The EOS 700D/ Rebel T5i is essentially unchanged compared to its predecessor, sporting an 18MP APS-C Hybrid CMOS sensor with built-in phase detection autofocus, a DIGIC 5 processor, a 9-point cross-type AF system, and Full HD movie mode. Differences are limited to live preview of Creative Filters, a new mode dial that turns 360 degrees, a new body finish and a new 18-55mm STM lens to better serve Hybrid AF in movie mode.
Canon EOS Rebel T5i DSLR Camera
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“ Canon continues its tradition of very good image quality for both stills and video shooting, and provides a well-executed touchscreen implementation that makes this one of the more enjoyable to use novice-oriented DSLRs on the market.”
- 18 MP APS-C CMOS sensor
- 5 FPS continuous shooting
- 9 point AF system, all cross type
- ISO 100-12800 (expandable to 25600)
- 1080 (30, 25, 24 fps) and 720 (60, 50 fps) HD video (29min limit, H.264 format)
- 3" articulating touch panel LCD screen with 1,040,000 dots
- Movie Servo AF for continuous focus tracking of moving subjects
- Integrated speedlite transmitter
- Multi Shot Noise Reduction for better detail when shooting with high ISOs
- GPS compatible with the GP-E2 (sold separately)
|Body type||Compact SLR|
|Max resolution||5184 x 3456|
|Other resolutions||5184 x 2912, 4608 x 3456,3456 x 3456, 3456 x 2304, 3456 x 1944, 3072 x 2304, 2592 x 1728, 2592 x 1456, 2304 x 1728, 2304 x 2304, 1920 x 1280, 1920 x 1080, 1728 x 1728, 1696 x 1280, 1280 x 1280, 720 x 480, 720 x 400, 640 x 480, 480 x 480|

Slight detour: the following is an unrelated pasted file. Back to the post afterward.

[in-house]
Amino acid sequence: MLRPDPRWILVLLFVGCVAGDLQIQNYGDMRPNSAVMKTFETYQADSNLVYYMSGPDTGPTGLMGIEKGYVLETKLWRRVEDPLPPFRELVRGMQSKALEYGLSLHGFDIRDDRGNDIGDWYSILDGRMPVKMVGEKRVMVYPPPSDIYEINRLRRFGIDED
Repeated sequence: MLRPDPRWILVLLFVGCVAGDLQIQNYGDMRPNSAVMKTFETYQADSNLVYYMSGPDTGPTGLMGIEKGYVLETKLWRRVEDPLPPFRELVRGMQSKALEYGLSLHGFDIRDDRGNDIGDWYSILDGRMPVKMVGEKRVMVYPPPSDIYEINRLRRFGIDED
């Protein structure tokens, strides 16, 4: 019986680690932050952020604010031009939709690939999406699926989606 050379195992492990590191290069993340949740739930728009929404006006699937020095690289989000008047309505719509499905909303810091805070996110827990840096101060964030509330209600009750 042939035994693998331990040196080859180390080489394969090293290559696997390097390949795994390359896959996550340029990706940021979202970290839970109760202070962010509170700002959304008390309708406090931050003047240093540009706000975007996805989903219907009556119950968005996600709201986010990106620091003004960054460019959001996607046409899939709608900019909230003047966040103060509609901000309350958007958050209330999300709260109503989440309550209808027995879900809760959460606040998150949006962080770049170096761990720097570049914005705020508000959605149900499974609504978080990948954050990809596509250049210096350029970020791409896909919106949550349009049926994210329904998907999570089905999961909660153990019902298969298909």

|Image ratio w:h||1:1, 4:3, 3:2, 16:9|
|Effective pixels||18 megapixels|
|Sensor photo detectors||19 megapixels|
|Sensor size||APS-C (22.3 x 14.9 mm)|
|White balance presets||6|
|Custom white balance||Yes (1)|
|Optics & Focus|
|Number of focus points||9|
|Lens mount||Canon EF/EF-S|
|Focal length multiplier||1.6×|
|Screen / viewfinder|
|Articulated LCD||Fully articulated|
|Screen type||Clear View II TFT LCD|
|Viewfinder type||Optical (pentamirror)|
|Minimum shutter speed||30 sec|
|Maximum shutter speed||1/4000 sec|
|Manual exposure mode||Yes|
|Subject / scene modes||Yes|
|Built-in flash||Yes (Pop-up)|
|Flash range||13.00 m|
|External flash||Yes (Hot-shoe, Wireless plus Sync connector)|
|Flash modes||Auto, On, Off, Red-eye|
|Continuous drive||5 fps|
|Exposure compensation||±5 (at 1/3 EV, 1/2 EV steps)|
|AE Bracketing||±2 (3 frames at 1/3 EV, 1/2 EV steps)|
|WB Bracketing||Yes (3 frames in either blue/amber or magenta/green axis)|
|Resolutions||1920 x 1080 (30, 25, 24 fps), 1280 x 720 (60, 50 fps), 640 x 480 (30, 25 fps)|
|Format||H.264, Motion JPEG|
|USB||USB 2.0 (480 Mbit/sec)|
|HDMI||Yes (HDMI mini)|
|Remote control||Yes (RC-6 connector)|
|Battery description||Lithium-Ion LP-E8 rechargeable battery & charger|
|Battery Life (CIPA)||440|
|Weight (inc. batteries)||580 g (1.28 lb / 20.46 oz)|
|Dimensions||133 x 100 x 79 mm (5.24 x 3.94 x 3.11″)|